Shafiq called some colleagues, and together they pulled out the body. Occasionally, farmers and water buffalo drown in the canal, float downstream, and get stuck in the grates, but never a man in a suit. “Even his tie and shoes were still on,” Shafiq told me. He called the police, and by the next day they had determined the man’s identity: Syed Saleem Shahzad, a journalist known for his exposés of the Pakistani military. Shahzad had not shown up the previous afternoon for a television interview that was to be taped in Islamabad, a hundred miles to the northwest. His disappearance was being reported on the morning news, his image flashed on television screens across the country. Meanwhile, the zamindar—feudal lord—of a village twenty miles upstream from the dam called the police about a white Toyota Corolla that had been abandoned by the canal, in the shade of a banyan tree. The police discovered that the car belonged to Shahzad. Its doors were locked, and there was no trace of blood.

The previous afternoon, Shahzad had left his apartment, in the placid F-8/4 neighborhood of Islamabad, and driven toward Dunya studios, about five miles away. It was five-thirty; the television interview was scheduled for six. According to a local journalist who talked to a source in one of Pakistan’s cell-phone companies, Shahzad’s phone went dead twelve minutes later. His route passed through some of the country’s most secure neighborhoods, and no one had reported seeing anything suspicious. Some Pakistanis speculated that Shahzad might even have known the people who took him away.

—“After America,” from The New Yorker, about what will happen in Afghanistan after the troops withdraw.

Early one morning in April, an Afghan police officer on a motorcycle drove up to the gate of the Afghan Army’s base in Kushamond, a barren town fifty miles from the Pakistani border, and yelled for help. His men were in a firefight with the Taliban, he said, and they needed the Americans to bail them out.

Under the new rules, when members of an Afghan police unit got in trouble, they were supposed to call the Afghan Army—not the Americans. But the Afghan police told me they had no radios to call either the Afghan soldiers or the Americans.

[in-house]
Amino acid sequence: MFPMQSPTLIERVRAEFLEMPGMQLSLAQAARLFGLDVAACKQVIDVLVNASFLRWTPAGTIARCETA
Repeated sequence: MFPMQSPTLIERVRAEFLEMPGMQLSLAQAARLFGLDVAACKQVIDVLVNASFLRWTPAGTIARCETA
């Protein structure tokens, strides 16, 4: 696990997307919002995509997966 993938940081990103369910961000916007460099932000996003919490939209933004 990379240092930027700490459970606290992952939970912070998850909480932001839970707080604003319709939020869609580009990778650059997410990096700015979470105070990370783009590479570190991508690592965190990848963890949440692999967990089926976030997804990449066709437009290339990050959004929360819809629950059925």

When the word came, the local Afghan Army commander, Lieutenant Mohammad Qasim, jumped out of bed. “Let’s go, let’s go!” he shouted, and his men began to move. It was still dark; the moon was high.

Then came another problem. Three of the unit’s Humvees were broken down. With only two functioning vehicles, Qasim went to the quarters of the presiding American officer, Captain Giles Wright, and woke him up.

“O.K., let’s go get the bad guys,” Wright said. He took twenty-one of his men and dashed out the door. Qasim took twenty of his, crammed them into the two Humvees, and followed Wright. What was supposed to be an all-Afghan operation quickly had become an American-led one.

By the time Wright and Qasim arrived in the village of Chowray to help Abdul Rehman, the police chief, the Taliban had departed. We could see them in the distance, watching from motorcycles. Rehman had left, too, but no one knew where, since there was no way to call him.

“We still have some kinks to work out,” Wright told me.

That was just the beginning. Like the Afghan police, Qasim, the Afghan platoon leader, had no radios. As he moved on foot toward what he believed to be a Taliban position, Qasim directed his men by whistling, with two fingers in his mouth.

“Move it!” Qasim said, following one of his whistles, waving his hand. “Move!”

The Forever War, his book. Excerpt:

The Marines were pressed flat on a rooftop when the dialogue began to unfold. It was 2 a.m. The minarets were flashing by the light of airstrikes and rockets were sailing on trails of sparks. First came the voices from the mosques, rising above the thundery guns.

“The Americans are here!” howled a voice from a loudspeaker in a minaret. “The Holy War, the Holy War! Get up and fight for the city of mosques!”

Bullets poured without direction and without end. No one lifted his head.

“This is crazy,” one of the marines yelled to his buddy over the noise.

“Yeah,” the buddy yelled back, “and we’ve only taken one house.”

And then, as if from the depths, came a new sound: violent, menacing and dire. I looked back over my shoulder to where we had come from, into the vacant field at Falluja’s northern edge. A group of marines were standing at the foot of a gigantic loudspeaker, the kind used at rock concerts.

It was AC/DC, the Australian heavy metal band, pouring out its unbridled sounds. I recognized the song immediately: “Hells Bells,” the band’s celebration of satanic power, had come to us on the battlefield. Behind the strains of its guitars, a church bell tolled thirteen times.

Watch him talk about war reporting on University of California Television:

The Featured Fellow series highlights Niemans who have distinguished themselves in narrative journalism and other artful storytelling, and honors the founding of the Nieman Foundation, which turns 75 this month. For more installments, go here.